A century ago, progressive education introduced a fundamental mistake into the public schools.

Basically, the mistake is that you do kids a favor by deleting content, diminishing substance, and simplifying everything as much as possible.

Here was the theory: if schools wanted all children to become more deeply involved in education, the best way to accomplish this feat was to make everything more kid-friendly, more fun, more like a walk in the park than anything strenuous or difficult. The result was an ersatz kind of easy.

An interesting feature of these progressive ideas is that schools give up before the first day of school. There is total surrender, as if to say: These kids aren’t very smart and probably won’t learn much, so why make them feel bad?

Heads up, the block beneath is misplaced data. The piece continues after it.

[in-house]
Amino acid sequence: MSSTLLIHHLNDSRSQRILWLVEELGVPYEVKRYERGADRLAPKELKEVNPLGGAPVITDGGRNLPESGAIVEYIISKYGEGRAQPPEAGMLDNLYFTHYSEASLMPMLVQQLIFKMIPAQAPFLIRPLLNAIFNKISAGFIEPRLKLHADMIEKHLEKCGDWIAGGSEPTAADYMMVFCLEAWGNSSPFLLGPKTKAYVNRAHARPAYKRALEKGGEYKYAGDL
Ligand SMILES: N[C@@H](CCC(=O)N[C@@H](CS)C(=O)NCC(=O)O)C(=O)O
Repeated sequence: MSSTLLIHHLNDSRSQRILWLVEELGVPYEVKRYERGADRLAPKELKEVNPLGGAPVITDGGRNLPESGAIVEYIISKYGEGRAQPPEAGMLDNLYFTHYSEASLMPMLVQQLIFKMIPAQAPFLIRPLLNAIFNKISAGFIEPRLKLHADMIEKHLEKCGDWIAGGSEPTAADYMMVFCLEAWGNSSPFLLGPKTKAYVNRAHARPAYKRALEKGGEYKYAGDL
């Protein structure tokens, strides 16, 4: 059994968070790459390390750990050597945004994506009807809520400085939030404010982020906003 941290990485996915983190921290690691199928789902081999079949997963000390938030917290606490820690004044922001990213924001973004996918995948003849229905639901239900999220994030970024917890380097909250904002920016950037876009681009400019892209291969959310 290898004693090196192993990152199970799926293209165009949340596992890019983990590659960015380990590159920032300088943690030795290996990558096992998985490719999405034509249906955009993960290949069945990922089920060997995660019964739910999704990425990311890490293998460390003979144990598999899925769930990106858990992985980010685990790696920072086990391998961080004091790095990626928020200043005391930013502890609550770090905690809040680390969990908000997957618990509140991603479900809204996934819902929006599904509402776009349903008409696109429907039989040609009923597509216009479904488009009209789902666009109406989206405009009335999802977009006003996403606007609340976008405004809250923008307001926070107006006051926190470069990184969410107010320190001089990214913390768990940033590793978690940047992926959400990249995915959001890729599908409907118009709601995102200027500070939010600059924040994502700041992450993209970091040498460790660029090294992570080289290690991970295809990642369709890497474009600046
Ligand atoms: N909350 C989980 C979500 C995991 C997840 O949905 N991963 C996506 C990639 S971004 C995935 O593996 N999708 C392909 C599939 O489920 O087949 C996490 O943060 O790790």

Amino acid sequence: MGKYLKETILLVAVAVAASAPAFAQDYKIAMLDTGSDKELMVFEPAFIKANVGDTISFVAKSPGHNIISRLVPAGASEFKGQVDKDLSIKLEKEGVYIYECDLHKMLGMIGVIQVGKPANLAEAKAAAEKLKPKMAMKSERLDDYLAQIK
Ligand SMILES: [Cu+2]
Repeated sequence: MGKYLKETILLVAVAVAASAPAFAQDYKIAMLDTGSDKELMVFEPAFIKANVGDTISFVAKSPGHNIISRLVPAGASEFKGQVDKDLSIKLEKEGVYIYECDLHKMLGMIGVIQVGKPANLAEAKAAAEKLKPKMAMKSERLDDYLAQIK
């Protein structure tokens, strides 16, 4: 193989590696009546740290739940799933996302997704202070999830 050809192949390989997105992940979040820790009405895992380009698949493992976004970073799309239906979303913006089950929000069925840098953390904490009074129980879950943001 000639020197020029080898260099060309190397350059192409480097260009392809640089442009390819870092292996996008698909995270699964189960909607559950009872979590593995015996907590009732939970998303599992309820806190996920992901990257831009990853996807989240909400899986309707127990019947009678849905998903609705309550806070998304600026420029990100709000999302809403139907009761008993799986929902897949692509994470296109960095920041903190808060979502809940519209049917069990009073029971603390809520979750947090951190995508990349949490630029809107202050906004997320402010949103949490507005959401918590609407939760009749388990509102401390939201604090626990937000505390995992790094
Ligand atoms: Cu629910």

Traditional classrooms aimed high, with the understanding that only some children would get A’s. The rest of the class would master a portion of the material, and get B’s, C’s and D’s. Everyone knew how well they had done.

So the progressive approach has two obvious drawbacks. Nobody is being pushed to go above a mediocre level. And nobody has any sure sense of where they stand. If every student has an A, which students have actually learned the subject? Nobody knows.

But the most profound flaw was noted at the beginning–that you should try to pull children into education by dumbing-down education. This is a glib superficial solution and finally a destructive one. If you dumb-down education, you will end up with millions of dumbed-down students. That is the outcome we are now living with.  … Read More